A couple of days later my five-year-old was chattering to me about the chalk picture she was drawing on the concrete and then began a new topic.
“Mama……I don’t like my recital dance. My teacher told me to shake my booty at the mirror, but that makes me feel embarrassed. I don’t want to do that, but she said I had to because it’s our recital dance. Do I really have to?”
OH HELL NO….is not what I said, but certainly what I thought.
“Of course not, babe. You don’t EVER have to do anything with your body that makes you feel uncomfortable. Even if someone tells you you’re supposed to. If you feel embarrassed or uncomfortable or scared, you can ALWAYS say “no.” And you can always tell Mom or Dad if someone’s asking you to do something that makes you feel uncomfortable and we will make sure it never happens again.”
“Oh good! Do I have to keep going to that class?”
“No. You don’t have to keep going.”
And then I sent an email to the studio and pulled them out of class.
Having a class without great instruction isn’t ideal. Choreography that sexualizes toddler and young children is unacceptable. But training kids to ignore their inner voice about things pertaining to their bodies that make them uncomfortable is downright dangerous. I want to teach my kids to LISTEN to their intuition, not be taught to ignore it.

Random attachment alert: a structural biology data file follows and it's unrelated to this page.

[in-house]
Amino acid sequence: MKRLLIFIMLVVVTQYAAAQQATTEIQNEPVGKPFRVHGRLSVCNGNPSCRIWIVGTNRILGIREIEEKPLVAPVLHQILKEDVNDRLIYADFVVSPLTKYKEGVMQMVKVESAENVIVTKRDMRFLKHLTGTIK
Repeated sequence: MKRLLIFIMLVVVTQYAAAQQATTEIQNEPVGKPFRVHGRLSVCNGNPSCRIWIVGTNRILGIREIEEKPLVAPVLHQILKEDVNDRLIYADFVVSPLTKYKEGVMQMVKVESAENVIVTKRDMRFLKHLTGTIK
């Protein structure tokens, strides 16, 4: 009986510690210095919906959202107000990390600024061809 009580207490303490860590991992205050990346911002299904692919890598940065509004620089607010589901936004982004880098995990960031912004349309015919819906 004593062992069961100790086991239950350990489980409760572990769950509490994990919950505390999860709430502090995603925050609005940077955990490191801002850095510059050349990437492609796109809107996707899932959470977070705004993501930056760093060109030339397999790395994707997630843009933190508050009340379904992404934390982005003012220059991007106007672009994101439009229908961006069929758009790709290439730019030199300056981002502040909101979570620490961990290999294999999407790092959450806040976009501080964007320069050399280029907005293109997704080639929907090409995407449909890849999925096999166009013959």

God forbid my kids encounter someone who would want to cause them harm. I don’t like to think about it and you probably don’t want to dwell on it either. But let’s get real: sexual abuse happens. It happens all the time. While we can’t protect our children from everything no matter how vigilant we are, we can help them avoid dangers by teaching them to pay attention if they feel uncomfortable about what someone is asking them to do with their body–even if that person is a teacher or someone they think they should be able to trust. And to tell a parent about it immediately.
So we didn’t go back. My five-year-old started Jiu Jitsu the next week and is the fiercest little ninja on the mat, or in her words, “warrior princess.” She loves it and I adore watching her love it.
I know there are good teachers and good studios out there (although few and far between) that teach beautiful movement that’s respectful of their students and of ballet itself. I’ve taught for amazing studios like that and trained with them. But I’d really appreciate it if dance culture could just STOP sexualizing young girls so my daughters could enjoy pursuing all their interests. I’m trying to put together a free community ballet class so they can at least keep up their training a little bit and have fun with some other kids–although, admittedly, dance class isn’t as exciting if your mom is the teacher.
Someday I hope we can find a good studio. But until then, we’re gonna pass. And in the meantime my warrior princesses will have some training in martial arts in case they’re ever asked to do something with their bodies that makes their internal radar go off again. I would watch out. Though they be but little, they are fierce.